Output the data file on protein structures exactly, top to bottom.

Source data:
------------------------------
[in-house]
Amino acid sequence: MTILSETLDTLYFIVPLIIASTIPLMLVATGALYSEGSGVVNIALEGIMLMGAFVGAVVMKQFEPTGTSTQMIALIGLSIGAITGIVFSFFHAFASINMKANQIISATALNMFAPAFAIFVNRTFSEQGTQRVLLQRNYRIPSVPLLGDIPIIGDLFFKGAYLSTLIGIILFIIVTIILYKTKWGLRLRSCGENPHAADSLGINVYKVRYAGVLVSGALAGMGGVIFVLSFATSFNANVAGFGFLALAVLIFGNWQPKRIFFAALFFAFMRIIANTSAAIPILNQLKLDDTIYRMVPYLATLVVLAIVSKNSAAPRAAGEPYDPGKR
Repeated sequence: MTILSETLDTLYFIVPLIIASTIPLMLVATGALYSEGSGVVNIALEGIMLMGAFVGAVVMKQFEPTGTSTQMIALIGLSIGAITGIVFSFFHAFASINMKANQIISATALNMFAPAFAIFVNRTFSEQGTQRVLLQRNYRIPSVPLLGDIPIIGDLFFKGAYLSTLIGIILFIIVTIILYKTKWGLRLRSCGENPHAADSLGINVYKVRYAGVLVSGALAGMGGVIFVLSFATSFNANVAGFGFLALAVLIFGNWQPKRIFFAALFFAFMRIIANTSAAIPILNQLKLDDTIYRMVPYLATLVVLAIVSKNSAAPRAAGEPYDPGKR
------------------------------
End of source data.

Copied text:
[in-house]
Amino acid sequence: MTILSETLDTLYFIVPLIIASTIPLMLVATGALYSEGSGVVNIALEGIMLMGAFVGAVVMKQFEPTGTSTQMIALIGLSIGAITGIVFSFFHAFASINMKANQIISATALNMFAPAFAIFVNRTFSEQGTQRVLLQRNYRIPSVPLLGDIPIIGDLFFKGAYLSTLIGIILFIIVTIILYKTKWGLRLRSCGENPHAADSLGINVYKVRYAGVLVSGALAGMGGVIFVLSFATSFNANVAGFGFLALAVLIFGNWQPKRIFFAALFFAFMRIIANTSAAIPILNQLKLDDTIYRMVPYLATLVVLAIVSKNSAAPRAAGEPYDPGKR
Repeated sequence: MTILSETLDTLYFIVPLIIASTIPLMLVATGALYSEGSGVVNIALEGIMLMGAFVGAVVMKQFEPTGTSTQMIALIGLSIGAITGIVFSFFHAFASINMKANQIISATALNMFAPAFAIFVNRTFSEQGTQRVLLQRNYRIPSVPLLGDIPIIGDLFFKGAYLSTLIGIILFIIVTIILYKTKWGLRLRSCGENPHAADSLGINVYKVRYAGVLVSGALAGMGGVIFVLSFATSFNANVAGFGFLALAVLIFGNWQPKRIFFAALFFAFMRIIANTSAAIPILNQLKLDDTIYRMVPYLATLVVLAIVSKNSAAPRAAGEPYDPGKR